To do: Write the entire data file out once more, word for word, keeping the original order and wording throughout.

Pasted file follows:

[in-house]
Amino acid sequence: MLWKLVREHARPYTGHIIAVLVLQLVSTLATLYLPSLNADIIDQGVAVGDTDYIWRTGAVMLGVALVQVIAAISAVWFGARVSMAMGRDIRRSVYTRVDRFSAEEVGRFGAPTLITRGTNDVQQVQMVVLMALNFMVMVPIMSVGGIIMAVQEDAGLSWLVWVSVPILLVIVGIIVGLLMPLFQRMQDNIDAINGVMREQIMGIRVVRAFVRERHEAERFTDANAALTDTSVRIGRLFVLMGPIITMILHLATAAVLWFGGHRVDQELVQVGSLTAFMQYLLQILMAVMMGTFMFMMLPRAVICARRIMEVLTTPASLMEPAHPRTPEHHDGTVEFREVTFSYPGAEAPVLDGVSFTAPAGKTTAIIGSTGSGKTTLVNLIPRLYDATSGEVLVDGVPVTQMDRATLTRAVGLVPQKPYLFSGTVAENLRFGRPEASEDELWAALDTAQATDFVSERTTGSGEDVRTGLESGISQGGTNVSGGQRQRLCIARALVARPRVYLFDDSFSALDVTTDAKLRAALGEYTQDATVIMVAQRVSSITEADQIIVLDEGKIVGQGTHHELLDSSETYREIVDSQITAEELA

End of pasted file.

[in-house]
Amino acid sequence: MLWKLVREHARPYTGHIIAVLVLQLVSTLATLYLPSLNADIIDQGVAVGDTDYIWRTGAVMLGVALVQVIAAISAVWFGARVSMAMGRDIRRSVYTRVDRFSAEEVGRFGAPTLITRGTNDVQQVQMVVLMALNFMVMVPIMSVGGIIMAVQEDAGLSWLVWVSVPILLVIVGIIVGLLMPLFQRMQDNIDAINGVMREQIMGIRVVRAFVRERHEAERFTDANAALTDTSVRIGRLFVLMGPIITMILHLATAAVLWFGGHRVDQELVQVGSLTAFMQYLLQILMAVMMGTFMFMMLPRAVICARRIMEVLTTPASLMEPAHPRTPEHHDGTVEFREVTFSYPGAEAPVLDGVSFTAPAGKTTAIIGSTGSGKTTLVNLIPRLYDATSGEVLVDGVPVTQMDRATLTRAVGLVPQKPYLFSGTVAENLRFGRPEASEDELWAALDTAQATDFVSERTTGSGEDVRTGLESGISQGGTNVSGGQRQRLCIARALVARPRVYLFDDSFSALDVTTDAKLRAALGEYTQDATVIMVAQRVSSITEADQIIVLDEGKIVGQGTHHELLDSSETYREIVDSQITAEELA